On Saturday night, members of the association and the college of cardiology held a hastily called closed-door meeting with Dr. Ridker, who directs the Center for Cardiovascular Disease Prevention at Brigham and Women’s Hospital in Boston. He showed them his data and pointed out the problem. On Sunday, officials from the organizations struggled with how to respond.
Here’s how I’d suggest you respond:
“What we said was that if you like your insurance, you can keep your insurance, period, as long as it meets certain conditions we’ll write into the law later. And besides, it wasn’t the law we passed that canceled your insurance; it was your insurance company. And we actually did you a favor by passing a law that canceled your insurance because your insurance was substandard. But even though it wasn’t the law we passed that canceled your lousy insurance and we actually did you a favor by canceling your lousy insurance, we’re now going to fix the law we passed that didn’t cancel your lousy insurance so you can keep your lousy insurance for another year.”
Wait … sorry. That was my advice to someone else who got caught lying. In your case, I’d suggest going with something like “Dr. Ridker’s study subjects didn’t have nearly as many heart attacks as our risk calculator predicted because he accidentally studied unusually healthy people.”
The chairmen of the guidelines panel said they believed the three populations Dr. Ridker and Dr. Cook examined were unusually healthy and so their heart attack and stroke rates might be lower than expected.
Anyway, the New York Times article goes on to explain that under the new guidelines, “your average healthy Joe” would end up being told to take statins. And that’s why, in spite of my initial anger over your brazen attempt to sell more statins, I’m now writing to thank you.
What prompted my change of heart (pun intended) was receiving an email from someone who liked one of my old blog posts – the one in which I thanked the USDA for giving my kids a competitive advantage in life by ordering schools to serve crappy grain-based meals to the other kids and thus suppress their brain development. That in turn got me thinking about the movie Idiocracy, in which a soldier with an average IQ participates in a botched experiment and wakes up hundreds of years later to discover that he’s now the smartest guy on the planet.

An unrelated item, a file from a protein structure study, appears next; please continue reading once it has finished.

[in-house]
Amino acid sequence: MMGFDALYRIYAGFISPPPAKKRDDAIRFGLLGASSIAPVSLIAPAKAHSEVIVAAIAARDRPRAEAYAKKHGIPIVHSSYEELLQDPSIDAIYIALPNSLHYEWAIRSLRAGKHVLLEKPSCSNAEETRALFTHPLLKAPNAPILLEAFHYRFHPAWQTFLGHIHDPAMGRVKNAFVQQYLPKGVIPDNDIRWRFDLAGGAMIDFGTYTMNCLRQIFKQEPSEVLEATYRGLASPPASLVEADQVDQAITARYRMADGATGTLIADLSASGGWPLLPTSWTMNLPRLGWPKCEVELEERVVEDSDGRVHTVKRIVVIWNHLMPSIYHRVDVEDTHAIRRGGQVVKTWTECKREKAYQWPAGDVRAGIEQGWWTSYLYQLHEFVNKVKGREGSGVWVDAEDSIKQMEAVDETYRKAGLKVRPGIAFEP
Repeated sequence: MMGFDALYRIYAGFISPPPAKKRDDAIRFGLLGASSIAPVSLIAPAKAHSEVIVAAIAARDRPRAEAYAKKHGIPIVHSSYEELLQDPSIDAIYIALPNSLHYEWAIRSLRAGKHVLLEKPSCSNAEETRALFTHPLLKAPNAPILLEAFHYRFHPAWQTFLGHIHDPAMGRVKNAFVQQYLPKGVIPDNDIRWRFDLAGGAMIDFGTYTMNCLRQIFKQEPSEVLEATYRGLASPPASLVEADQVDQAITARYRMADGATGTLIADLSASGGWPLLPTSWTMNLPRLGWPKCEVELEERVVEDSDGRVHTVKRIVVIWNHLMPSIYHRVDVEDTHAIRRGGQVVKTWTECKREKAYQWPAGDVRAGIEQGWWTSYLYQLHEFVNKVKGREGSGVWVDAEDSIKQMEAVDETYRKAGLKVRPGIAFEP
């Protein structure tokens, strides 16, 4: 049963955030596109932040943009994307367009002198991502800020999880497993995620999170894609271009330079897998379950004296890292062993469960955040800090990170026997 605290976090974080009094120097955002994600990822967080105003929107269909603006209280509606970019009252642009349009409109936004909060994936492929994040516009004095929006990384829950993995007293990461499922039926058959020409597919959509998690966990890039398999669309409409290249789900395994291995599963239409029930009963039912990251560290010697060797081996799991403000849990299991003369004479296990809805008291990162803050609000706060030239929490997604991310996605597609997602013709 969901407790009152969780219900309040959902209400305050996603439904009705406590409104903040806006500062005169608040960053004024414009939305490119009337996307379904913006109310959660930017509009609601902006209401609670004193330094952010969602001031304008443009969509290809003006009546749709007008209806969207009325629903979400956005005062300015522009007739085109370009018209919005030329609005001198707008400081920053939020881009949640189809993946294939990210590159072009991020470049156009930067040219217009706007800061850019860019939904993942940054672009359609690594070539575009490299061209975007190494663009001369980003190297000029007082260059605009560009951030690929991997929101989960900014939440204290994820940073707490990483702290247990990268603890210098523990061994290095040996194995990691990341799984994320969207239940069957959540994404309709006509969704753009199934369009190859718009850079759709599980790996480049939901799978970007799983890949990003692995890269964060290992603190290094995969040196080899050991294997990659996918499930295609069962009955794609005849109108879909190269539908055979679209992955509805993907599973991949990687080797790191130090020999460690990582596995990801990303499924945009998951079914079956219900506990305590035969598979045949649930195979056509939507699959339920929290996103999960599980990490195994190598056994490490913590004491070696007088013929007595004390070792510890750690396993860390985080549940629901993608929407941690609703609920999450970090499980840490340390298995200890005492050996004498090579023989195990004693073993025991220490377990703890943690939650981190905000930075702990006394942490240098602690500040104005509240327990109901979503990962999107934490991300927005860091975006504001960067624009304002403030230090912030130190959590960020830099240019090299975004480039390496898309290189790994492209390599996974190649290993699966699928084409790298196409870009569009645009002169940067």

That’s when I realized how much your new guidelines will benefit me personally. You see, as a software programmer, I’m what’s known as a “knowledge worker.” My livelihood depends entirely on my ability to memorize, conceptualize, and think my way through complex problems. In my field, experience is considered a major asset, largely because solving a software problem often involves recalling how we solved a similar problem in the past. It’s no coincidence that most of the other programmers I work with are in their 40s or 50s.
So as I was chuckling to myself about a couple of the scenes in Idiocracy, it occurred to me: How much more valuable would I be if my fellow programmers all started taking statins and became a bit stupid? Give them a few years on a high dose of Lipitor, and I daresay I could triple my billing rate. I’d be the only one remaining with enough cognitive ability to tackle the really tough assignments.
I could probably even get away with relaxing my programming standards. Since I’m not a government contractor, I test and test and test the software I design before rolling it out – partly because I’m persnickety by nature, but largely because in private industries, people who launch mission-critical software systems that crash and burn tend to get fired. But if your new treatment guidelines convince everyone over age 45 to start taking statins, I’m pretty sure I could avoid the blame for any lousy software I created. I suspect the conversations would go something like this:
“The foreign incoming royalties module of the payment distribution system keeps crashing! Did you write that module?”
“Well, I … uh … No, sir. It was Crockett.”
“Did you write the foreign incoming royalties module?”
“Uh … I don’t remember. Maybe.”
“Well, fix it!”
“But I don’t remember the logic.”
“Well, damnit, get Naughton to help you.”
“If I’m going to help Crockett fix the mess he made, I’m going to need another bump in my billing rate.”
“Yeah, yeah, okay. Just promise you won’t quit.”
So while I know providing me with job security wasn’t your intention, I’m grateful nonetheless.
By the way, would it be possible for you to convince the federal government to subsidize statins and provide them to needy people in the developing world, sort of like the USDA does with grains? It would be awesome to know I won’t lose my programming gig to some guy in India.